## The 16 Game

### October 29, 2013

This is a trick question. There is no need to write a program; the solution is easy to work out just by reasoning. The numbers 4 through 16 don’t contribute to the solution, and can be ignored. There are 3! = 6 permutations of the numbers 1 through 3; two of them, (1 2 3) and (2 1 3), are winners, and the other four are losers. Thus, the average winning percentage is one-third. But if you really want to write a program, here it is:

`(define (play xs)`

(let loop ((xs xs) (one #f) (two #f))

(cond ((= (car xs) 1) (if two #t (loop (cdr xs) #t #f)))

((= (car xs) 2) (if one #t (loop (cdr xs) #f #t)))

((= (car xs) 3) #f)

(else (loop (cdr xs) one two))))))

`(define (plays n)`

(let loop ((n n) (wins 0))

(if (zero? n) wins

(if (play (shuffle (range 1 17)))

(loop (- n 1) (+ wins 1))

(loop (- n 1) wins)))))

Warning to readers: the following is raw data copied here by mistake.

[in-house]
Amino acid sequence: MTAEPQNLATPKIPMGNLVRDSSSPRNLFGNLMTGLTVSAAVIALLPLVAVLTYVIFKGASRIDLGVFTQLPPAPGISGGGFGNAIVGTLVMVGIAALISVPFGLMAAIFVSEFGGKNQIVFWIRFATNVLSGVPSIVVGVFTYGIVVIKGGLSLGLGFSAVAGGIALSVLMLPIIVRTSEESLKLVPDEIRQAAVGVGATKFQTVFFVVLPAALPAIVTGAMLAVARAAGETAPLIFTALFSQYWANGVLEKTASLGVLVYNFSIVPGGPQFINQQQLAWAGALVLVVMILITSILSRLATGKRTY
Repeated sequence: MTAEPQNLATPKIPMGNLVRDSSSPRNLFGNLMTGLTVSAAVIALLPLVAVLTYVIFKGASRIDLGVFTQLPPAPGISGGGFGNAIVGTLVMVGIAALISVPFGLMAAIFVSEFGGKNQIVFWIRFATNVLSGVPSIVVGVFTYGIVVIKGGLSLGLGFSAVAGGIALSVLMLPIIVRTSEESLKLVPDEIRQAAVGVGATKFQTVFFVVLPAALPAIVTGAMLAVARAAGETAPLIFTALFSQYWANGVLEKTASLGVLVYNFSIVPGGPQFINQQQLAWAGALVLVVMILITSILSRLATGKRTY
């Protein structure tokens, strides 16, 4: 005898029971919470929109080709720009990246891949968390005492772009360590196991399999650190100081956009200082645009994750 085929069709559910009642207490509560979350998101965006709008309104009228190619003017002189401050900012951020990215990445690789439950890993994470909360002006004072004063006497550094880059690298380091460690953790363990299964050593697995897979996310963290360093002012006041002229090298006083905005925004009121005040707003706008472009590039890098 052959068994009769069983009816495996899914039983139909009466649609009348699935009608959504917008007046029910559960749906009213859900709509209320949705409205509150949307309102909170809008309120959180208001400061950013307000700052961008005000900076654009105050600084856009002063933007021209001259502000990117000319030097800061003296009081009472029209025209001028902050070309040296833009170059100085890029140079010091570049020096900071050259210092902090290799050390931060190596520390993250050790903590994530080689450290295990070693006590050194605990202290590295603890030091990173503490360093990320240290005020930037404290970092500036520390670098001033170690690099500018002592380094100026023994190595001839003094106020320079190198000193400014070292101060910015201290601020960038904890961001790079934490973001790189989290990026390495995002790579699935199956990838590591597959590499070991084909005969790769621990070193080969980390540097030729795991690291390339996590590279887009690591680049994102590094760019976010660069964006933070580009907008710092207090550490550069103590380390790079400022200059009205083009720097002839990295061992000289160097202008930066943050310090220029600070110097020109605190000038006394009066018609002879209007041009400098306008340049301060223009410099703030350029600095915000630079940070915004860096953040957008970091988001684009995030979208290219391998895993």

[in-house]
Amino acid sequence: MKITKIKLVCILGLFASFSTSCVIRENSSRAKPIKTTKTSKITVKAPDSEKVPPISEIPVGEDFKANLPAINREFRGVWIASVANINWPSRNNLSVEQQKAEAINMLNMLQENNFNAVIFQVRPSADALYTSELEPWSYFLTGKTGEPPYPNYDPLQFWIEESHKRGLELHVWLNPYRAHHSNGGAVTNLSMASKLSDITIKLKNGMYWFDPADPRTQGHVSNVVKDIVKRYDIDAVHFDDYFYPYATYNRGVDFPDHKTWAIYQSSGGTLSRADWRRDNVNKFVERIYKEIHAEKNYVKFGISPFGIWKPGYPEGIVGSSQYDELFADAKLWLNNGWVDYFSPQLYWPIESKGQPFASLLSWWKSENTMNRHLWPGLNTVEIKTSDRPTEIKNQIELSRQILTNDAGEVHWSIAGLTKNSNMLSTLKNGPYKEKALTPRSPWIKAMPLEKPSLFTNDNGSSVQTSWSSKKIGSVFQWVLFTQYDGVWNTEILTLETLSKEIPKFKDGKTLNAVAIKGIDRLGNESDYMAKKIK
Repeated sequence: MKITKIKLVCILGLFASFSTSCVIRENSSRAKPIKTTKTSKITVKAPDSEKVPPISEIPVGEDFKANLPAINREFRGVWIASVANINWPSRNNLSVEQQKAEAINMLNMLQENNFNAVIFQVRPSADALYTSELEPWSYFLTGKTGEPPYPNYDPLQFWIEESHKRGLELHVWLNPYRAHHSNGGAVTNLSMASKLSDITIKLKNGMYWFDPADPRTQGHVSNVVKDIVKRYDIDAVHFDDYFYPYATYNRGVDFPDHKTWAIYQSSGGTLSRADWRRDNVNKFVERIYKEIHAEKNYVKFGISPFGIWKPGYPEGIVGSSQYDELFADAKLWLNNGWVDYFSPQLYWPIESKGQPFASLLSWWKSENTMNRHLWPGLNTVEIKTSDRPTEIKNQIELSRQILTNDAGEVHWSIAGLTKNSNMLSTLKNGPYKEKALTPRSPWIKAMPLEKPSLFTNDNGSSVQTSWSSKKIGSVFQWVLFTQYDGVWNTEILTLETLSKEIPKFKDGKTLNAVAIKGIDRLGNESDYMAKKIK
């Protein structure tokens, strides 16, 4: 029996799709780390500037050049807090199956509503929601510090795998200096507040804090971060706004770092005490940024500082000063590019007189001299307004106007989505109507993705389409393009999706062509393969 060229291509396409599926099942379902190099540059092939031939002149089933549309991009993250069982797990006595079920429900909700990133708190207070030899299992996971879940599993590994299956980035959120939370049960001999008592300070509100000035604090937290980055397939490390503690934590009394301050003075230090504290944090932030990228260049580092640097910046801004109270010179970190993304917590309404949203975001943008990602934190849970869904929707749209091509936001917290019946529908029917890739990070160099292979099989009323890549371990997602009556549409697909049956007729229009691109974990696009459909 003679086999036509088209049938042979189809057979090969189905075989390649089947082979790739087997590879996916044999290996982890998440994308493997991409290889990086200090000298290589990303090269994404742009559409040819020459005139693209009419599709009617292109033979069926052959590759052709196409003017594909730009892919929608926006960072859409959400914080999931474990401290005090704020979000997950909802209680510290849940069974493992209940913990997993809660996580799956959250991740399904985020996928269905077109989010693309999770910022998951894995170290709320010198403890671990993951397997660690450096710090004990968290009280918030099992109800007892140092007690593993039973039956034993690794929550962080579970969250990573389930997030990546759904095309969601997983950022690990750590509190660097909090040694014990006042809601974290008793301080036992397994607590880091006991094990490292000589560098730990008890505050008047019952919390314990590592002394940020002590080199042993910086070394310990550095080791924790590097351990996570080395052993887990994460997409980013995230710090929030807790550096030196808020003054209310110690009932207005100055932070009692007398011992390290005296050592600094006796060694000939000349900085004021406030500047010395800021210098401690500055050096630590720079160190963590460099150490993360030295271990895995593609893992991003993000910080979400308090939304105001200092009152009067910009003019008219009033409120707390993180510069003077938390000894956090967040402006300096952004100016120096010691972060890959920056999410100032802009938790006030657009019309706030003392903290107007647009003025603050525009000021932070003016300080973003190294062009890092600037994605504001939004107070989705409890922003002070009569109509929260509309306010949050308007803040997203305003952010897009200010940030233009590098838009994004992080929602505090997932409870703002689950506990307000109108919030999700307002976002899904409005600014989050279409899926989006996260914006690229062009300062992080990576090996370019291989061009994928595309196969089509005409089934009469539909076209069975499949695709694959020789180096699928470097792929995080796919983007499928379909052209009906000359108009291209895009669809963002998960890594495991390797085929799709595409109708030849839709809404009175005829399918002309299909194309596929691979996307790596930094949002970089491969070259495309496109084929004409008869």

`Play`

plays a single card; `plays`

plays *n* cards. The return value of `(plays n)`

ought to be about one-third of *n*:

`> (plays 3000)`

1010

> (plays 3000)

978

> (plays 3000)

989

It looks like our random number generator is properly uniform. We used `range`

, `randint`

and `shuffle`

from the Standard Prelude. You can run the program at http://programmingpraxis.codepad.org/OQTymiiW.

Pages: 1 2

The only thing that matters is the relative order of 1, 2, and 3 in a permutation. Since 1/3 of the permutations have 1 and 2 before 3, the classical probability of winning is 1/3 and the expected percentage of winning cards in a pack is a little above 33. I didn’t write a program.

Solution in Racket.

Oops! The winning-% function had a bug in the second for*/sum clause.

Trying Nimrod: